The Richest Boy in Biloxi

Emily - McClellan, California
Entered on March 31, 2008
Age Group: 18 - 30
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I believe that some of the richest people in this world are those who have so little. After I graduated from college last year, I decided to spend a year serving in the AmeriCorps National Civilian Community Corps. As part of this team-based national service program, I travel around the country with my twelve teammates and work with various non-profit and charitable organizations. Our first project was in Biloxi, Mississippi, where we helped rebuild homes destroyed by Hurricane Katrina. We then worked in Sacramento, California, where we partnered with a Food Locker and handed out groceries to needy people. Our most recent project was on the Pine Ridge Indian Reservation in South Dakota, where we facilitated programs for children at a Boys and Girls Club. In my adventures, I have interacted with so many people, from an elderly woman whose brother drowned in the Hurricane Katrina floodwaters to a young Lakota Sioux girl selling dream catchers outside the local gas station. I have not met many people who own fancy cars or go to Cancun for spring break, but I have met hundreds of people who abound with happiness, love, and appreciation of life and all its blessings.

There is Carolyn, the woman in Biloxi whose home we helped rebuild, the woman who lost her entire livelihood in the 30-foot storm surge. There is the man who came to pick up groceries at the Food Locker in Sacramento, the man who had no home address for us to verify when we gave him his monthly allotment of food. There is Kennedy, the 13-year-old girl who regularly came to the Boys and Girls Club in Pine Ridge and went home at night to the Reservation’s homeless shelter. Even though all three people lacked a basic life necessity – a home to call their own – they were rich with happiness and thankfulness for whatever little they did have.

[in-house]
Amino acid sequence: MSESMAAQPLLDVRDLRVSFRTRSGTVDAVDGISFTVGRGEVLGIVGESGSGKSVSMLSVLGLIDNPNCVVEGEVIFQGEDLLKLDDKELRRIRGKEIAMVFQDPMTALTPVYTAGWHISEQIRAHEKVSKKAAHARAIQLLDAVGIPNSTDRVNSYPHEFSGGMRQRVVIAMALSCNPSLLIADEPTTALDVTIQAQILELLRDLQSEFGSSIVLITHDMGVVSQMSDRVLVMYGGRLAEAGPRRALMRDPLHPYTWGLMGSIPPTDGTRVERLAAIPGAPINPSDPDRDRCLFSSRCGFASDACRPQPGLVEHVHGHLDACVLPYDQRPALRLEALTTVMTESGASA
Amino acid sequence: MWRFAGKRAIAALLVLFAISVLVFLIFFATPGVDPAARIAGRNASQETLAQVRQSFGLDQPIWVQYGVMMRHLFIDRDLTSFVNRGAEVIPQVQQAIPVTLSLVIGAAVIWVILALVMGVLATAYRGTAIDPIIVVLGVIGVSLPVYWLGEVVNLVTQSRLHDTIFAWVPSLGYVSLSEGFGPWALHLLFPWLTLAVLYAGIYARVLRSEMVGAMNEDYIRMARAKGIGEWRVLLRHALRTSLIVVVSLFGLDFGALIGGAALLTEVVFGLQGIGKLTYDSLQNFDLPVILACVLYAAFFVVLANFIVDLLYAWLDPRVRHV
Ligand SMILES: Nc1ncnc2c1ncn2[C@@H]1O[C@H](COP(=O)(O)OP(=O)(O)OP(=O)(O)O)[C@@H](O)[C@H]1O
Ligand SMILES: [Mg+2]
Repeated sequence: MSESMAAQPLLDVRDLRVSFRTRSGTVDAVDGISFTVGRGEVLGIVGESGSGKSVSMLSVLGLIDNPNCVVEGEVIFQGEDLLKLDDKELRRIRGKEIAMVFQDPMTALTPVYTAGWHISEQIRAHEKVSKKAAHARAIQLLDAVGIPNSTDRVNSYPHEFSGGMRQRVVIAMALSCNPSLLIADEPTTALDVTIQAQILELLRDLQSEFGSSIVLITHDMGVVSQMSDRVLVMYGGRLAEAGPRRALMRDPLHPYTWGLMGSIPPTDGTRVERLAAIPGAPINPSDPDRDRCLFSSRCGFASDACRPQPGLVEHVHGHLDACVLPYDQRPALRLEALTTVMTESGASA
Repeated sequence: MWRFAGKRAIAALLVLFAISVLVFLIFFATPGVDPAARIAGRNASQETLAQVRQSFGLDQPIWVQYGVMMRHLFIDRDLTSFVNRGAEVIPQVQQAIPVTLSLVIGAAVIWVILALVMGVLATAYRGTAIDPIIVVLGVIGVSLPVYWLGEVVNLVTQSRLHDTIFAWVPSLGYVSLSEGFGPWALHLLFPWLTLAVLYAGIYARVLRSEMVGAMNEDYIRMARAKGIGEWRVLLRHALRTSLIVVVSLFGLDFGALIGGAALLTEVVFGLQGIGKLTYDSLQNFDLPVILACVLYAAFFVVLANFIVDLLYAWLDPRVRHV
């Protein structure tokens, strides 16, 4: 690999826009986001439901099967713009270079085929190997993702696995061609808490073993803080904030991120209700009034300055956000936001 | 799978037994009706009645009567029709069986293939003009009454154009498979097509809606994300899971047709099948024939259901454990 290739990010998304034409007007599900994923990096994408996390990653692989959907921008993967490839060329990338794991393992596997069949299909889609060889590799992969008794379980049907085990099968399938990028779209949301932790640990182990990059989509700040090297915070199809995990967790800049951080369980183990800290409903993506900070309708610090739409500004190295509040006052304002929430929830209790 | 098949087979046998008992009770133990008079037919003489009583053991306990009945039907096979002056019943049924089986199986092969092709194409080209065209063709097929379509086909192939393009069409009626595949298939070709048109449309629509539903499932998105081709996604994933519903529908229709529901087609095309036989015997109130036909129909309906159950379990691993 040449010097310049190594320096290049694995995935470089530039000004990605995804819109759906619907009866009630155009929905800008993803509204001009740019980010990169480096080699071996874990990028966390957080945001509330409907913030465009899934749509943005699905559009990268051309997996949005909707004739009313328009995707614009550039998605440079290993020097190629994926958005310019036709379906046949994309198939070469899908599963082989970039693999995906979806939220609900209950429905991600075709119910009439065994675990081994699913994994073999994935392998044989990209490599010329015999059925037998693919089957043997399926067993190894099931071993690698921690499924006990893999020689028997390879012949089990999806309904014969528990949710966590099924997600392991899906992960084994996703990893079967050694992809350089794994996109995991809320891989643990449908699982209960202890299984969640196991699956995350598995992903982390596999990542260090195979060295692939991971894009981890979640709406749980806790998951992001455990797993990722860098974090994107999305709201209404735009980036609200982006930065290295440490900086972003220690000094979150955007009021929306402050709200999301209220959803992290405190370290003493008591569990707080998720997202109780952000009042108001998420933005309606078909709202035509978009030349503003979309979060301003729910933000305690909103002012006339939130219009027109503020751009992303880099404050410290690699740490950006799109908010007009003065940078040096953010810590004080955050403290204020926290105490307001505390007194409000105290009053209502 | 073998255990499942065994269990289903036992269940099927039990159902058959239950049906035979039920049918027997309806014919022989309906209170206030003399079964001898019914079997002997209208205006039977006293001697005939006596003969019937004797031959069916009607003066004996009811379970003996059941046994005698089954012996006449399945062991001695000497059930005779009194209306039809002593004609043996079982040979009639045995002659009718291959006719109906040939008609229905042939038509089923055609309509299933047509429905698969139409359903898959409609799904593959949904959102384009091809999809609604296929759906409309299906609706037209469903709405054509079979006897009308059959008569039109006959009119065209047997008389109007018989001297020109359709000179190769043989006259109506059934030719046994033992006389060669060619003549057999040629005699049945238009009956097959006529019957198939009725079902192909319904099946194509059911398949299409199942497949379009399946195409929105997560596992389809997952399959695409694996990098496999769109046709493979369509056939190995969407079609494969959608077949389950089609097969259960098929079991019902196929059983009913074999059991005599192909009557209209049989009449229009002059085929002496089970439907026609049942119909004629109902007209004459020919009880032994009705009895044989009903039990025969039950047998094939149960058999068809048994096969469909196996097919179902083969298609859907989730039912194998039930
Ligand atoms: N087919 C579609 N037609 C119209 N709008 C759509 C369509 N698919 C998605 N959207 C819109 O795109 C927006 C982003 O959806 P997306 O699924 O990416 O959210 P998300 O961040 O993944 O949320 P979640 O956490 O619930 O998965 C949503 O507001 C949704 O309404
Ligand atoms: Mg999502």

Then there is Marlay. One evening in Biloxi, I saw two children playing in the street, so I stepped away from the construction site to kick a ball around with them. I was struck by how much Marlay smiled and laughed as the ball bounced on the pavement between us. In that particular neighborhood, two and a half years after Hurricane Katrina, a majority of the homes remained badly damaged and debris still littered the street. Even though Marlay had lost so much in the hurricane, he had not lost the gleam in his eye or the bright smile on his face. It was only when I offered him a soda did I realize that he had no arms – just misshapen hands attached to his trunk. As I watched him dunk his entire torso in the cooler of ice water just to retrieve a root beer, I felt like crying. Not only was Marlay growing up and playing in a neighborhood visibly marked by destruction, loss, and heartache, but he did not even have any arms.

That night, I spent a lot of time thinking about Marlay and all that he had and did not have. I believe that that little boy – a boy who was materially impoverished and physically disabled – was one of the richest little boys I have met. He was rich with laughter, rich with glee, and rich with appreciation of bouncy balls, root beer, and life. The joy he shared with me that late afternoon in Biloxi has made me so much wealthier than I otherwise ever could have been.